Cast: BipashaBasu, NawazuddinSiddiqui, Shernaz Patel Director: SuparnVerma Genre: Horror, Thriller Rating: 2/5
Another wooden chair rollicks, another worn-out creepy woman gives abysmal warnings that are meant to be disregarded and yet another time, a spirit enters another body and we find some lateral shifting in eyeballs accompanied with some grumpiness in voice. So, again, riding high on banalities arrive another horror movie, Aatma. Cartoonish, eh?
A sensitive girl Nia (DoyelDhawan); a loving mother Maya (BipashaBasu) and a malicious father, Abhay (Nawazuddin Siddiqui), who is all set to expurgate the throat of his spouse if only he gets an occasion to do so, live together in a flat. But there lies a timid twist in this story; father and the daughter are all in chubby-chubby love with one another. So much the love is that even death of the daddy can’t separate the duo. So he decides to chip back in this mortal world, only to take away the daughter once and for all!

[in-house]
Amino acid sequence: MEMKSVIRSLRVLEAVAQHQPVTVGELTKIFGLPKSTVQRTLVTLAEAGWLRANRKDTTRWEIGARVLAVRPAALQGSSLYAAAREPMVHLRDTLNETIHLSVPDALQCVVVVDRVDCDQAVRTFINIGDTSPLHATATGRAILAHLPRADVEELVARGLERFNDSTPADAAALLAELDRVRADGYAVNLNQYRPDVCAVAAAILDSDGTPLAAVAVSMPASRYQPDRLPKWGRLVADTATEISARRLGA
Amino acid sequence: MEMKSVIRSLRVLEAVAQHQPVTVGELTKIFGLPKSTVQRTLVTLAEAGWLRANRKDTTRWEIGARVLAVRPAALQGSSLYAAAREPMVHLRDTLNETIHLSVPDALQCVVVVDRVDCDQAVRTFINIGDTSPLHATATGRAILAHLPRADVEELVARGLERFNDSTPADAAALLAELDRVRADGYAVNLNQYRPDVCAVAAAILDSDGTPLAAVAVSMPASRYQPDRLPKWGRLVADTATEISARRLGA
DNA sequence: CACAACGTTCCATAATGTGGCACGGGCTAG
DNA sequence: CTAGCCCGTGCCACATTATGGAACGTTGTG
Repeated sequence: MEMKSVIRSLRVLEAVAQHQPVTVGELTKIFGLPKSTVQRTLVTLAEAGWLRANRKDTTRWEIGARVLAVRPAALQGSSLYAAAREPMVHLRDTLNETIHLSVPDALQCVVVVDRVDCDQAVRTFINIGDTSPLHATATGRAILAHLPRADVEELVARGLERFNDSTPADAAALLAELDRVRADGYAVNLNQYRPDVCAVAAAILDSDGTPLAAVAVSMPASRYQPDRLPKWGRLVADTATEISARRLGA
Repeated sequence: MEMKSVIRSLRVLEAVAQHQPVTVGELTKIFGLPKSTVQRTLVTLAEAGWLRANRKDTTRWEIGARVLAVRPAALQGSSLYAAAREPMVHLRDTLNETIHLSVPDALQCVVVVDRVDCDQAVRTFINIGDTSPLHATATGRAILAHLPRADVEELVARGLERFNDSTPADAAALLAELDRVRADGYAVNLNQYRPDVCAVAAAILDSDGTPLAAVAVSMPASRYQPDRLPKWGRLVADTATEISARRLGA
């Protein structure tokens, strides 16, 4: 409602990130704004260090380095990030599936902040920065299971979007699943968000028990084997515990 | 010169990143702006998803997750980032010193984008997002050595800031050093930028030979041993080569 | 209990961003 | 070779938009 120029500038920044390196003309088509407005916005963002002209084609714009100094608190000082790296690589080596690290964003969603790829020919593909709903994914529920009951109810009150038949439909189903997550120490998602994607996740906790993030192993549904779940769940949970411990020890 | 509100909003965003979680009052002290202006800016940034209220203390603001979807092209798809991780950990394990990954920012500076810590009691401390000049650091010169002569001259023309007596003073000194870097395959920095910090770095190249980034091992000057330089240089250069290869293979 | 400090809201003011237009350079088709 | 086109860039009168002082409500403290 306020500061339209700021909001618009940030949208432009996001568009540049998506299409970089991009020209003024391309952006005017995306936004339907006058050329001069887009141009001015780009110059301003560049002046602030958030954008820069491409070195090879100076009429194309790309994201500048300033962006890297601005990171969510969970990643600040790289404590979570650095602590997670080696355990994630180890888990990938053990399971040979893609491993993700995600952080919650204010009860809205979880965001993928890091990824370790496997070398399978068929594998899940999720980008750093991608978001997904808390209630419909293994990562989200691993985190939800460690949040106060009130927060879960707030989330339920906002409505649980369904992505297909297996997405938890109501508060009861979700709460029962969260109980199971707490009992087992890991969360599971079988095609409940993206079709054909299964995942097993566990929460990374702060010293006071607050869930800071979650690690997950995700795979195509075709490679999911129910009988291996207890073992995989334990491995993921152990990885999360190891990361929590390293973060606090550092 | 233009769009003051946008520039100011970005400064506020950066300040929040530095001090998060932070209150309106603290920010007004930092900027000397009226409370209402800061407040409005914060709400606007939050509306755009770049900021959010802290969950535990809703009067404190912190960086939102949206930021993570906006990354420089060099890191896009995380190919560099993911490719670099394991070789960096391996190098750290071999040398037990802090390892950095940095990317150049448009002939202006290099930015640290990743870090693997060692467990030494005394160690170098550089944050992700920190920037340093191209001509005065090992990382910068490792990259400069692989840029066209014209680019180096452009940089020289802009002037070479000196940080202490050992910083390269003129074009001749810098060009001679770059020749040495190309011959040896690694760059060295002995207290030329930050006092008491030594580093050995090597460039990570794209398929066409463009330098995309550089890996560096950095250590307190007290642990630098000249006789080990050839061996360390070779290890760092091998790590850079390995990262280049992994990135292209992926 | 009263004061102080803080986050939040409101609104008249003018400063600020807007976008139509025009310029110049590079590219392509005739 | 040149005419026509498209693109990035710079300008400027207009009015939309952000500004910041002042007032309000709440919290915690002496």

If not for the cast, this would have been all down in litters. Bipasha Basu yet again carries a horror-fest on her shoulders. Being the central character, the wreckage of the tragedies was dripping from her face. Only this time, she was helped by an even more accomplished actor, Nawazuddin Siddiqui. Green fresh from his days of Gangs of Wasseypur, Siddiqui steals the scenes as if he is one masterful heist man.
Suparn Verma had his intentions right. He sure wanted to scare the living hell out of the audience by churning a mind bending thriller. Sadly though, the attempt misfired and badly at that. It is in the execution and the turtle-slow pace that the movie falters and not even the satisfactory visual effects helped this one from the mess it had become till it reached the climax.
A movie having a runtime under 100 minutes, that’s low, even by Hollywood standards, never does it outstay its welcome. Though being thoroughly douche in three fourth of the affair, it is somehow redeemed by a climax, which is garden fresh in Bollywood.
Aatma could have been a stirring psychological drama but feels like a slave to the clichés. Generic and brain dead, this arrow went completely off-target!